A New Jersey court recently applied the doctrine of patent exhaustion in dismissing a patent holder's infringement suit against the customer of a manufacturer. The patent holder had previously offered a covenant not to sue to the manufacturer in order to obtain dismissal of the manufacturer's declaratory judgment claims for patent invalidity and noninfringement. The court concluded that the patent holder's offer of the covenant not to sue constituted an "authorized sale," which exhausted its patent rights against the customers, despite the fact that the covenant was never entered into and the patent holder never intended the offer to extend to the manufacturer's customers.
The doctrine of patent exhaustion acts to terminate a patent holder's rights in a patented item after an initial authorized sale of that item, allowing a purchaser to freely use, repair, modify, and resell the item. In a recent case, In Re TR Labs Patent Litigation,1 the U.S. District Court for the District of New Jersey applied the doctrine of patent exhaustion to bar a patent holder's claims of infringement against a manufacturer's customer based on the patent holder's previous offer of a covenant not to sue to the manufacturer. Even though the parties never ultimately agreed to the terms of such covenant, the patent holder had used the covenant to obtain dismissal of a declaratory judgment action brought against it by the manufacturer and the court found this sufficient to apply the exhaustion doctrine.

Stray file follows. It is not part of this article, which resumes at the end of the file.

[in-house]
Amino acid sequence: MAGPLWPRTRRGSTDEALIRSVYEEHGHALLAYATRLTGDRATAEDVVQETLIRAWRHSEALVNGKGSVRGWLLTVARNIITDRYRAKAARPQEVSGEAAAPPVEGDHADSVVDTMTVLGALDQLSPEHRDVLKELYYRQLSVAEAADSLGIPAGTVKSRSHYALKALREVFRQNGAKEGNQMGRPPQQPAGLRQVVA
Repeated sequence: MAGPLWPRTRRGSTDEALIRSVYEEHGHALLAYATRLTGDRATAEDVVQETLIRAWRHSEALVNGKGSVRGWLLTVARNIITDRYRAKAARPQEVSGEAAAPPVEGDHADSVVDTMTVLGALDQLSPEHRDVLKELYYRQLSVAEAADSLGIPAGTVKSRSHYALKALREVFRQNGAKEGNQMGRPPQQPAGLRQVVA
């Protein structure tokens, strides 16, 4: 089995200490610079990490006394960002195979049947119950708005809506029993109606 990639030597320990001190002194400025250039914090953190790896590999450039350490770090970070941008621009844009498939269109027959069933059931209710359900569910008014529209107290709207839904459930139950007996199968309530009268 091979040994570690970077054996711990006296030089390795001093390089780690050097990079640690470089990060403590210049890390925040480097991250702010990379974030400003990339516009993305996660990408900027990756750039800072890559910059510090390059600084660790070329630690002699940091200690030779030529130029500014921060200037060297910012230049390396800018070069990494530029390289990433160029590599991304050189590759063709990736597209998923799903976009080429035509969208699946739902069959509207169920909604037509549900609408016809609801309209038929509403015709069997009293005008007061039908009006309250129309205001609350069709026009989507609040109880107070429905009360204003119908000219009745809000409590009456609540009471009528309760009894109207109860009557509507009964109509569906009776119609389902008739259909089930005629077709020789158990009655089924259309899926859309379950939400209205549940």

Alberta Telecommunications Research Centre ("TR Labs") sued multiple national and regional telecommunications network providers for patent infringement. Several of the telecommunications network providers, including AT&T, purchased telecommunications equipment from Cisco Systems, Inc. TR Labs' infringement allegations against the telecommunications network providers specifically referenced their use of Cisco's products. As a result, Cisco filed suit against TR Labs on June 26, 2012, seeking a declaratory judgment of invalidity and non-infringement of U.S. Patent No. 6,404,734 ("the '734 patent") and U.S. Patent No. 7,260,059 ("the '059 patent").